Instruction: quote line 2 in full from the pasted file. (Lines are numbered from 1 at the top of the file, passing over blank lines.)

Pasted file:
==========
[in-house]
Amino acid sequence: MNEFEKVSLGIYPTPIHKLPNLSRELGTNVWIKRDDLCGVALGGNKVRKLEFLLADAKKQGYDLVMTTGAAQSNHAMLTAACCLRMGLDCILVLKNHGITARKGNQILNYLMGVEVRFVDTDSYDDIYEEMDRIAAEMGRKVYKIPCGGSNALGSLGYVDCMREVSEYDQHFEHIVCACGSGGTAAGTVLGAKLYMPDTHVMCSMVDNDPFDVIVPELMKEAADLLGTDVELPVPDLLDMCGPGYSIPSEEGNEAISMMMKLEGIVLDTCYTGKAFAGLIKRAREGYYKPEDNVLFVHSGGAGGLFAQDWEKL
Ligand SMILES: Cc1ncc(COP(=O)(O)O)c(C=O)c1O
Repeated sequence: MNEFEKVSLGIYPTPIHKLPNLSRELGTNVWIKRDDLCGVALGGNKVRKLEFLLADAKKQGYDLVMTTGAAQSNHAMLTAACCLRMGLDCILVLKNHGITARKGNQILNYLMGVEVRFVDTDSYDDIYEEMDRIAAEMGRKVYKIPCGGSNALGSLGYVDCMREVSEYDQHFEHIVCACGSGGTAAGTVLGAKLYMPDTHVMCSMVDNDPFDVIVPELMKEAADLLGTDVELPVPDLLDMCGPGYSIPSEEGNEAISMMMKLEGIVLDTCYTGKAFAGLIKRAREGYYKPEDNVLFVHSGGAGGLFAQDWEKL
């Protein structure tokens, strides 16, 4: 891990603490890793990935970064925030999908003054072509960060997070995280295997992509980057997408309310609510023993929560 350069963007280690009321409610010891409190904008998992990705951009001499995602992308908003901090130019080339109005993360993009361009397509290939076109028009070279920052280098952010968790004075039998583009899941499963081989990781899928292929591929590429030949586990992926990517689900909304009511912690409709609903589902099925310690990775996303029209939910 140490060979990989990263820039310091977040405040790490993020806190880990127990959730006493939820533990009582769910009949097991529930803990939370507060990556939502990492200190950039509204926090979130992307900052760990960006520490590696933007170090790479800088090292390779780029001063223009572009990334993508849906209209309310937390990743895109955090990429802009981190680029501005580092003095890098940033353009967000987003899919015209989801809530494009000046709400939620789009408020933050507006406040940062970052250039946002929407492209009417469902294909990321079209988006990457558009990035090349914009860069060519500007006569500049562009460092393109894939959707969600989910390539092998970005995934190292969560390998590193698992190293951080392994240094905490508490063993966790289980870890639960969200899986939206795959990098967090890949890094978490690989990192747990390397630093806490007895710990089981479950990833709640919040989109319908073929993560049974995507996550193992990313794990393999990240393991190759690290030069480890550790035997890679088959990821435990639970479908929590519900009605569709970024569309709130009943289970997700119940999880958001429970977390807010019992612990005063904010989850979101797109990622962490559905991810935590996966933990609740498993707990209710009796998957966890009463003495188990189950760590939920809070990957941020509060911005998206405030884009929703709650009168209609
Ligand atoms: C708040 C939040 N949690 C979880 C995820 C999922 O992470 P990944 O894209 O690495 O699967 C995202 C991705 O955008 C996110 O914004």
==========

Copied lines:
Amino acid sequence: MNEFEKVSLGIYPTPIHKLPNLSRELGTNVWIKRDDLCGVALGGNKVRKLEFLLADAKKQGYDLVMTTGAAQSNHAMLTAACCLRMGLDCILVLKNHGITARKGNQILNYLMGVEVRFVDTDSYDDIYEEMDRIAAEMGRKVYKIPCGGSNALGSLGYVDCMREVSEYDQHFEHIVCACGSGGTAAGTVLGAKLYMPDTHVMCSMVDNDPFDVIVPELMKEAADLLGTDVELPVPDLLDMCGPGYSIPSEEGNEAISMMMKLEGIVLDTCYTGKAFAGLIKRAREGYYKPEDNVLFVHSGGAGGLFAQDWEKL